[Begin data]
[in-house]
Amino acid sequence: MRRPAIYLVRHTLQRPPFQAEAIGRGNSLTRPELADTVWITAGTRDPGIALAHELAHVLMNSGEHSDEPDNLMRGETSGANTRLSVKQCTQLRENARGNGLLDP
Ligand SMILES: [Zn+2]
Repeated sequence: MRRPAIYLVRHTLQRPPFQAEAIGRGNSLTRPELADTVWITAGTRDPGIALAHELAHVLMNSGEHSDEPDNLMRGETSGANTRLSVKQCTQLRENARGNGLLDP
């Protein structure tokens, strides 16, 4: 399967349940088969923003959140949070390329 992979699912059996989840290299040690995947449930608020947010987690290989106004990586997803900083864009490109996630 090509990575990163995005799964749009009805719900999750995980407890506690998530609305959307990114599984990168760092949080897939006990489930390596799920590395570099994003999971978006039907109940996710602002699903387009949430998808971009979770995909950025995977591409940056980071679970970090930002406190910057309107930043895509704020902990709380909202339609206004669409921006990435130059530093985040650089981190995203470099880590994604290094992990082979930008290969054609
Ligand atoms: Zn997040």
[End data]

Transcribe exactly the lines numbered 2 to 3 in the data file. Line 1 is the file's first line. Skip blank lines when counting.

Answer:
Amino acid sequence: MRRPAIYLVRHTLQRPPFQAEAIGRGNSLTRPELADTVWITAGTRDPGIALAHELAHVLMNSGEHSDEPDNLMRGETSGANTRLSVKQCTQLRENARGNGLLDP
Ligand SMILES: [Zn+2]